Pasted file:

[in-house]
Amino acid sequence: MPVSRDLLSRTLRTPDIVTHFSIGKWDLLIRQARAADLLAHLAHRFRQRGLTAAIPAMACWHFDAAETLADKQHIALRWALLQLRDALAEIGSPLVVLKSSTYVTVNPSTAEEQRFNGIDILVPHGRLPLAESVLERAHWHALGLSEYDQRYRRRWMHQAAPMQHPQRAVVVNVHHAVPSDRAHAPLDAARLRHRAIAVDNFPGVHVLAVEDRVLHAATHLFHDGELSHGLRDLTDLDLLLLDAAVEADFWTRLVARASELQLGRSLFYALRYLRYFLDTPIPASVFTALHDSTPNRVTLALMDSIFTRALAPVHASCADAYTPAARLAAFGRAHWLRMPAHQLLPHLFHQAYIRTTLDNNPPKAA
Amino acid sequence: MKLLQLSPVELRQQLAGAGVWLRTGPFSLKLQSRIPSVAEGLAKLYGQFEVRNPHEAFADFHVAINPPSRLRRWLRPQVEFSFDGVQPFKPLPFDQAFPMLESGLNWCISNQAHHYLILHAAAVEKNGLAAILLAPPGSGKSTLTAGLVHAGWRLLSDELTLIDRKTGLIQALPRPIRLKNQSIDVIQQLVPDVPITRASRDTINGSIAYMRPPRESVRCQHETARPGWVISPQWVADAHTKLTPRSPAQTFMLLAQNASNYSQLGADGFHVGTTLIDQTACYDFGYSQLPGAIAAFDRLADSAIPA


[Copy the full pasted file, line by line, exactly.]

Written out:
[in-house]
Amino acid sequence: MPVSRDLLSRTLRTPDIVTHFSIGKWDLLIRQARAADLLAHLAHRFRQRGLTAAIPAMACWHFDAAETLADKQHIALRWALLQLRDALAEIGSPLVVLKSSTYVTVNPSTAEEQRFNGIDILVPHGRLPLAESVLERAHWHALGLSEYDQRYRRRWMHQAAPMQHPQRAVVVNVHHAVPSDRAHAPLDAARLRHRAIAVDNFPGVHVLAVEDRVLHAATHLFHDGELSHGLRDLTDLDLLLLDAAVEADFWTRLVARASELQLGRSLFYALRYLRYFLDTPIPASVFTALHDSTPNRVTLALMDSIFTRALAPVHASCADAYTPAARLAAFGRAHWLRMPAHQLLPHLFHQAYIRTTLDNNPPKAA
Amino acid sequence: MKLLQLSPVELRQQLAGAGVWLRTGPFSLKLQSRIPSVAEGLAKLYGQFEVRNPHEAFADFHVAINPPSRLRRWLRPQVEFSFDGVQPFKPLPFDQAFPMLESGLNWCISNQAHHYLILHAAAVEKNGLAAILLAPPGSGKSTLTAGLVHAGWRLLSDELTLIDRKTGLIQALPRPIRLKNQSIDVIQQLVPDVPITRASRDTINGSIAYMRPPRESVRCQHETARPGWVISPQWVADAHTKLTPRSPAQTFMLLAQNASNYSQLGADGFHVGTTLIDQTACYDFGYSQLPGAIAAFDRLADSAIPA